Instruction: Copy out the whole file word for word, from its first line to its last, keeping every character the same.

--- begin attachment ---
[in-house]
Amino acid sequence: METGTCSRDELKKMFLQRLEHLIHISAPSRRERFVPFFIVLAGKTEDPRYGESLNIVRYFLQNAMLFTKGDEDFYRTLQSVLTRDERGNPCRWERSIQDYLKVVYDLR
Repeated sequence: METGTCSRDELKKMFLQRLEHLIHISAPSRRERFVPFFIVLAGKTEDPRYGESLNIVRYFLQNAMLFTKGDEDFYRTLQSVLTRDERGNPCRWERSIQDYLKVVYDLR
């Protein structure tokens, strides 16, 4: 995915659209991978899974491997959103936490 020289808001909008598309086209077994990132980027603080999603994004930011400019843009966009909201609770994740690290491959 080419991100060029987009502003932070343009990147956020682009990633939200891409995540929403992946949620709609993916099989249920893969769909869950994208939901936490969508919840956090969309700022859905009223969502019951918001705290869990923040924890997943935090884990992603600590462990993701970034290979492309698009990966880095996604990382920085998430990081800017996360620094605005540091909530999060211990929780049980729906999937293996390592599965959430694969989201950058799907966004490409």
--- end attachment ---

[in-house]
Amino acid sequence: METGTCSRDELKKMFLQRLEHLIHISAPSRRERFVPFFIVLAGKTEDPRYGESLNIVRYFLQNAMLFTKGDEDFYRTLQSVLTRDERGNPCRWERSIQDYLKVVYDLR
Repeated sequence: METGTCSRDELKKMFLQRLEHLIHISAPSRRERFVPFFIVLAGKTEDPRYGESLNIVRYFLQNAMLFTKGDEDFYRTLQSVLTRDERGNPCRWERSIQDYLKVVYDLR
């Protein structure tokens, strides 16, 4: 995915659209991978899974491997959103936490 020289808001909008598309086209077994990132980027603080999603994004930011400019843009966009909201609770994740690290491959 080419991100060029987009502003932070343009990147956020682009990633939200891409995540929403992946949620709609993916099989249920893969769909869950994208939901936490969508919840956090969309700022859905009223969502019951918001705290869990923040924890997943935090884990992603600590462990993701970034290979492309698009990966880095996604990382920085998430990081800017996360620094605005540091909530999060211990929780049980729906999937293996390592599965959430694969989201950058799907966004490409």